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Amman Airport Seeking Expansion Through Private Sector Participation – IFC to Help


Sarah McCarthy
Phone: + (011) 971 (4) 332 6757
E-mail:
SMccarthy@ifc.org

Moazzam Mekan

Phone: + (011) 971(4) 332 9757

Email:
MMmekan@ifc.org


Amman, November 4, 2005 The International Finance Corporation, the private sector arm of the World Bank Group, has been appointed by the Executive Privatization Committee of the Jordanian government and the operators of the Queen Alia International Terminal to serve as lead advisor in mobilizing private sector participation in the airport’s expansion and rehabilitation.

Almost three-quarters of Jordan’s economy is based on the services sector, which in turn is heavily concentrated on tourism.  The government intends to develop tourism further by investing in infrastructure and increasing the airport’s capacity.

IFC will support the privatization process by providing technical assistance and advisory services. The assignment will be divided into two main phases: transaction preparation and implementation. There will be a consultation period between the two phases. It is predicted that the project will take around nine months to complete.

Moh'd Abu Hammour, Chairman of the Executive Privatization Committee, stated, “Developing our airport facilities is crucial not only to tourism but also to business travel and to increasing the networks between Jordan and the international commercial community. Private sector participation will help bring the airport up to international standards and provide a solid basis for economic growth. With its focus on private sector development, IFC is ideally placed to advise on the process.”


Mr. Jesper Kjaer, General Manager of IFC’s technical assistance facility that supports private sector development in the Middle East and North Africa, PEP-MENA, noted that “Jordan already has a strong tourism industry, but it needs investment to improve its infrastructure and compete effectively with other countries in the Middle East and the Gulf region, many of which are also developing themselves as attractive destinations for tourists.”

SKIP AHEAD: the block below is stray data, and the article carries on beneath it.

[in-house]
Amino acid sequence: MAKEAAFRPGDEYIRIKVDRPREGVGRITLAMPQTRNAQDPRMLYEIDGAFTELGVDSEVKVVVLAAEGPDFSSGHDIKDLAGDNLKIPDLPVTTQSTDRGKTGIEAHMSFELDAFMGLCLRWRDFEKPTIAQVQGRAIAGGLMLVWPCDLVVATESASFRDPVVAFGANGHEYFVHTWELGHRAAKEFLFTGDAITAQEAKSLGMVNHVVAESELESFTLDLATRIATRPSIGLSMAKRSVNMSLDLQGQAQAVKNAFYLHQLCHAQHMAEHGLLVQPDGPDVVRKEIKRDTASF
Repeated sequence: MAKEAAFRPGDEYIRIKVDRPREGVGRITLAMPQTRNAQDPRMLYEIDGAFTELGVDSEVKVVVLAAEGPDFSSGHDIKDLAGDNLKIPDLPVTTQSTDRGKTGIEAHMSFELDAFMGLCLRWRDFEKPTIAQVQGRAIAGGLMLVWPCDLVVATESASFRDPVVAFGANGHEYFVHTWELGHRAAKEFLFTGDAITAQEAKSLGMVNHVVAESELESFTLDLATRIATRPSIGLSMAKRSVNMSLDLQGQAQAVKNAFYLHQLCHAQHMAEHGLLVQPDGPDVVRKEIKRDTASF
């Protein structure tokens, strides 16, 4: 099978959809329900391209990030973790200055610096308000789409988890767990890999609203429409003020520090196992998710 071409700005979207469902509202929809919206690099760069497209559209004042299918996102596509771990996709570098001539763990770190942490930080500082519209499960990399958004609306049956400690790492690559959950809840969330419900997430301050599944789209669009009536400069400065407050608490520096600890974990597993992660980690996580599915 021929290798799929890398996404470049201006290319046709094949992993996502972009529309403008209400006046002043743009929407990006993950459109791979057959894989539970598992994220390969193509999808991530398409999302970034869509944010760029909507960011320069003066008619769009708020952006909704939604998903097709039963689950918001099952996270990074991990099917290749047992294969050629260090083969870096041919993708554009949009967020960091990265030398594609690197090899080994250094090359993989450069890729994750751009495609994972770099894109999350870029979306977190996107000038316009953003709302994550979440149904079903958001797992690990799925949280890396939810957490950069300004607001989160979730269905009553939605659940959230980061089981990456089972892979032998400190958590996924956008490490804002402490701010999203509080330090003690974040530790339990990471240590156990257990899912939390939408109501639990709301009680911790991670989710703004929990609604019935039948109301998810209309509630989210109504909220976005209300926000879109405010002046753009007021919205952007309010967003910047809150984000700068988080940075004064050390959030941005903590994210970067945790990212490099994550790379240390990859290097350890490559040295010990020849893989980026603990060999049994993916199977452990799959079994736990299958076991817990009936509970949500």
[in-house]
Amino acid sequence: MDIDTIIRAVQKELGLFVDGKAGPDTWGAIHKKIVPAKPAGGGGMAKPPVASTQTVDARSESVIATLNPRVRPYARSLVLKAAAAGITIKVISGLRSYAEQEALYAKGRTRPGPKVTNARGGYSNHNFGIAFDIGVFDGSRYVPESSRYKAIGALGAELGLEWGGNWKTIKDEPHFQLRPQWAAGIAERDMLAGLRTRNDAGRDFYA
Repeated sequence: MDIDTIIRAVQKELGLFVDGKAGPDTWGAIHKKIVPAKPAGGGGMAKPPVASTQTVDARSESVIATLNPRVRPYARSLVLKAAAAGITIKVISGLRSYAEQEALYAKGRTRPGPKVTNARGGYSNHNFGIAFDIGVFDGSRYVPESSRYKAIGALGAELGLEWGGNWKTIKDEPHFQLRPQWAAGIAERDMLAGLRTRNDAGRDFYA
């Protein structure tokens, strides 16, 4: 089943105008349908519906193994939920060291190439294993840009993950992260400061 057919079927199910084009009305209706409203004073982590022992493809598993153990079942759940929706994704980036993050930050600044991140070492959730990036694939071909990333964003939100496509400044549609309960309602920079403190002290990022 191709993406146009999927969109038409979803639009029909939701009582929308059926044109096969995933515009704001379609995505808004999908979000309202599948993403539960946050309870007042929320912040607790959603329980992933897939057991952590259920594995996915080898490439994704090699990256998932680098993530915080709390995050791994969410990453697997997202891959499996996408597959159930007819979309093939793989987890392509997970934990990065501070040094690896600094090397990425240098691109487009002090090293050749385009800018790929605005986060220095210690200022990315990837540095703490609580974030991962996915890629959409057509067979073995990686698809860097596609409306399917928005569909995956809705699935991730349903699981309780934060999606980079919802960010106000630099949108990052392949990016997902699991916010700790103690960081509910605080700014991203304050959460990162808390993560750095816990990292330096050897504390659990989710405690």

The Private Enterprise Partnership for the Middle East and North Africa is IFC’s technical assistance facility that supports private sector development in the region. PEP-MENA focuses on improving the business-enabling and regulatory environment in the region; strengthening the financial sector; promoting the growth of small and medium enterprises and their support services, such as business organizations and consulting firms; helping restructure and privatize state-owned enterprises; and developing viable private sector and public-private partnership projects, especially in infrastructure.


The International Finance Corporation is the private sector arm of the World Bank Group and is headquartered in Washington, D.C.  IFC coordinates its activities with the other institutions of the World Bank Group but is legally and financially independent.  Its 178 member countries provide its share capital and collectively determine its policies.


The mission of IFC is to promote sustainable private sector investment in developing and transition countries, helping to reduce poverty and improve people’s lives. IFC finances private sector investments in the developing world, mobilizes capital in the international financial markets, helps clients improve social and environmental sustainability, and provides technical assistance and advice to governments and businesses. From its founding in 1956 through FY05, IFC has committed more than $49 billion of its own funds and arranged $24 billion in syndications for 3,319 companies in 140 developing countries. IFC’s worldwide committed portfolio as of FY05 was $19.3 billion for its own account and $5.3 billion held for participants in loan syndications.  For more information, visit
www.ifc.org.